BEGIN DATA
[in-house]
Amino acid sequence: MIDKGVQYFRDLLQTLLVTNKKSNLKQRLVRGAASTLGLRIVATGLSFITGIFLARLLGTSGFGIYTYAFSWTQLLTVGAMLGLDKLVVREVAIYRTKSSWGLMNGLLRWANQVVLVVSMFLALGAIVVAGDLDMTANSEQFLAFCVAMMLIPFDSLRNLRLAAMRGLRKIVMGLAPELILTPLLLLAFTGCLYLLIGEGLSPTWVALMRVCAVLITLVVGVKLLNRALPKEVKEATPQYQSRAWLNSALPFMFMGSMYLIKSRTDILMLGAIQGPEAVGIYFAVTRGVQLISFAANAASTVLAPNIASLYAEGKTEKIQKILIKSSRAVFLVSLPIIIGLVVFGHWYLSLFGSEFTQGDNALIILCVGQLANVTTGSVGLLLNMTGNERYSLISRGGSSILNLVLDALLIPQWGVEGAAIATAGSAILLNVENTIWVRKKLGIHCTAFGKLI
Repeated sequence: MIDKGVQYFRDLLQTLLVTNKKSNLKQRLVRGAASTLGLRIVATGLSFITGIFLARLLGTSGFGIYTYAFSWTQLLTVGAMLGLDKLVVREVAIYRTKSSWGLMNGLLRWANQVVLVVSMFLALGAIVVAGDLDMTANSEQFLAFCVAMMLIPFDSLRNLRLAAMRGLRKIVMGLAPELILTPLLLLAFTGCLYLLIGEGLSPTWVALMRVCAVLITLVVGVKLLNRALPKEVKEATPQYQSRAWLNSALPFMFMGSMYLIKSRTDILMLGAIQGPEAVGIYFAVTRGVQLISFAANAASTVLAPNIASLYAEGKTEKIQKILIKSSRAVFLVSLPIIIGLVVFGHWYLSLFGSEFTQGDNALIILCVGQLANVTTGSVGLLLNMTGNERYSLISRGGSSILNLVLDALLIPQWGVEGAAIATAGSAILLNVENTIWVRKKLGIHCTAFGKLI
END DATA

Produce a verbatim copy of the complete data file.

[in-house]
Amino acid sequence: MIDKGVQYFRDLLQTLLVTNKKSNLKQRLVRGAASTLGLRIVATGLSFITGIFLARLLGTSGFGIYTYAFSWTQLLTVGAMLGLDKLVVREVAIYRTKSSWGLMNGLLRWANQVVLVVSMFLALGAIVVAGDLDMTANSEQFLAFCVAMMLIPFDSLRNLRLAAMRGLRKIVMGLAPELILTPLLLLAFTGCLYLLIGEGLSPTWVALMRVCAVLITLVVGVKLLNRALPKEVKEATPQYQSRAWLNSALPFMFMGSMYLIKSRTDILMLGAIQGPEAVGIYFAVTRGVQLISFAANAASTVLAPNIASLYAEGKTEKIQKILIKSSRAVFLVSLPIIIGLVVFGHWYLSLFGSEFTQGDNALIILCVGQLANVTTGSVGLLLNMTGNERYSLISRGGSSILNLVLDALLIPQWGVEGAAIATAGSAILLNVENTIWVRKKLGIHCTAFGKLI
Repeated sequence: MIDKGVQYFRDLLQTLLVTNKKSNLKQRLVRGAASTLGLRIVATGLSFITGIFLARLLGTSGFGIYTYAFSWTQLLTVGAMLGLDKLVVREVAIYRTKSSWGLMNGLLRWANQVVLVVSMFLALGAIVVAGDLDMTANSEQFLAFCVAMMLIPFDSLRNLRLAAMRGLRKIVMGLAPELILTPLLLLAFTGCLYLLIGEGLSPTWVALMRVCAVLITLVVGVKLLNRALPKEVKEATPQYQSRAWLNSALPFMFMGSMYLIKSRTDILMLGAIQGPEAVGIYFAVTRGVQLISFAANAASTVLAPNIASLYAEGKTEKIQKILIKSSRAVFLVSLPIIIGLVVFGHWYLSLFGSEFTQGDNALIILCVGQLANVTTGSVGLLLNMTGNERYSLISRGGSSILNLVLDALLIPQWGVEGAAIATAGSAILLNVENTIWVRKKLGIHCTAFGKLI